business is that of yours?”32
is likely to be the love motto of Xu. In her explanation in an interview, she states:
“It is no business of yours”, that is, I do not need to get anything from you. If I want you to give me something, it means that I can get the happiness only from your goodness to me, and I thereby place myself in a passive situation.33
What she states is exactly her personal view on love as an independent woman: she says in another interview that “contemporary women only concern about the feeling of themselves in love”34. I cannot help associating it with the reported love story between her and Wang Shuo35 (1958-), though she has never acknowledged this.
Thus the film can be seen as a story of Xu herself, and she preserves every element beautifully with great care. According to Freud, a person may love, in narcissistic manner, the following:
1. what he is himself (actually himself); 2. what he once was;
3. what he would like to be;
Xu Jinglei states it as her motto of love when talking about her film Letter from an Unknown Woman. The sentence is from a poem written by a famous German writer and polymath, Johann Wolfgang von Goethe (1749-1832). German original: Wenn ich dich lieb habe, was geht's dich an?
Web article, “Xu Jinglei: I Love You, What Business Is That of Yours (徐静蕾：我爱你但与你无 关)”, Shenzhen dushibao, May 15, 2006, accessed Aug. 18, 2009,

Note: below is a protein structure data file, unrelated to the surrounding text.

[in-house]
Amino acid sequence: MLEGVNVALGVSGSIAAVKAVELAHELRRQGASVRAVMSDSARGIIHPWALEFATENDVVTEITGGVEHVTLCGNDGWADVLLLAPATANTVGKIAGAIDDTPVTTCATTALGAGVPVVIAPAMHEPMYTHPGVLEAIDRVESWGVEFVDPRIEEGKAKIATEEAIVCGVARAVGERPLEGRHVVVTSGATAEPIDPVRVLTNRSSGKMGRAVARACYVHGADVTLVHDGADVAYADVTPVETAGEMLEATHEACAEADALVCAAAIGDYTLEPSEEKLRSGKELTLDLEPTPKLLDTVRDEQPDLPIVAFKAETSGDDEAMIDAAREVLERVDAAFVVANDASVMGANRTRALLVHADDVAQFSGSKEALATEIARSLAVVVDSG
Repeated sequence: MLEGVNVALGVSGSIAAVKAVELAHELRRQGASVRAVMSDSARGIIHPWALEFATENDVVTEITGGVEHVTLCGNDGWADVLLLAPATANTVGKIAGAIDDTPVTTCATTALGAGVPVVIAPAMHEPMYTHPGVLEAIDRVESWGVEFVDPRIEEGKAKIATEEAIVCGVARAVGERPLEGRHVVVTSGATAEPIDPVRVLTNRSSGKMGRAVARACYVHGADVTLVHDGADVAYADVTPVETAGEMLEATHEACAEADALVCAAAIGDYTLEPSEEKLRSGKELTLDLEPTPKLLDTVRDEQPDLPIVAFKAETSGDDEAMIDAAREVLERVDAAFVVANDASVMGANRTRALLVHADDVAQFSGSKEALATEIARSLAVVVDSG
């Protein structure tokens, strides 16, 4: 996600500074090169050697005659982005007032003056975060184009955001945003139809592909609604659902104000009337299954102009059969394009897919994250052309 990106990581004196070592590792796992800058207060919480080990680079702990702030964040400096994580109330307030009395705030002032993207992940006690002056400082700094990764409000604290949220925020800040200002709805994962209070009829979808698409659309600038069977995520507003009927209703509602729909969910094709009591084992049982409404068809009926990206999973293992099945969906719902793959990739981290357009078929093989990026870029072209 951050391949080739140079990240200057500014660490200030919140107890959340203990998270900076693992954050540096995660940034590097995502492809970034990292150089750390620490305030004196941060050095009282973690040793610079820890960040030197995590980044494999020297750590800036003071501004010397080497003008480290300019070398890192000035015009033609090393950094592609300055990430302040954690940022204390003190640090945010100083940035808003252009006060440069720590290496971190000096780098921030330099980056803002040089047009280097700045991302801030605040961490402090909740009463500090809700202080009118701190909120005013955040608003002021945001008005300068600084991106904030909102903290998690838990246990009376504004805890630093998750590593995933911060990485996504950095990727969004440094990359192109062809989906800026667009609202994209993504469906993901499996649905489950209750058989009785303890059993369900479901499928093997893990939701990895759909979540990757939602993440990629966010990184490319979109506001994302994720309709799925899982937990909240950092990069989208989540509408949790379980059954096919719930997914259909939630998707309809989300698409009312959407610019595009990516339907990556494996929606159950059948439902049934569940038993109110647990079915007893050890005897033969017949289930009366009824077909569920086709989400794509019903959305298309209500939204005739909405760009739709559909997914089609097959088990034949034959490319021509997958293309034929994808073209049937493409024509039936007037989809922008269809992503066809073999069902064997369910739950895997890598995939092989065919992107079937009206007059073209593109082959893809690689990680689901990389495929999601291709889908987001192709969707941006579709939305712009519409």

http://lady.people.com.cn/GB/1090/4371410.html. Chinese original:
Web article, “Xu Jinglei: Love Is an Eternal Theme (徐静蕾：情感主题无国界爱情是人类永恒的
话题)”, Xinwenchenbao, accessed Sept. 5, 2009, http://www.xujinglei.org/letter/s03.htm. Chinese original:
Wang Shuo is a Chinese writer and cultural icon. Though neither of Xu nor Wang has admitted it in public, their love story has already been a well-known secret spread widely on internet, such as the following websites:
4. someone who was once part of himself.36
Thus, the woman is always elegant. Xu omits the visual depiction of Jiang’s experience of pregnancy and bearing, which could have destroyed her gorgeous appearance in front of the camera. When she is pouring out this experience, what we see on the screen is the beautiful scenery of the village in Sichuang. Xu creates an aestheticist visual world for the sake of her own narcissism.
As the director and the main performer at the same time, Xu Jinglei is the woman on both sides of the lens. When Jiang is gazing at the lens through which Xu is gazing at her, two Xu Jingleis – being in front of and behind the camera respectively – meet each other and merge. Unlike Li Yu who gazes at the female roles as the Other, Xu identifies herself with her role. Therefore, though both Dam Street
and Letter from an Unknown Woman are women’s stories directed by women, the subjectivities embodied are very different. In contrast to Li’s her-story, Xu is telling a story all about “I”, that is, a my-story.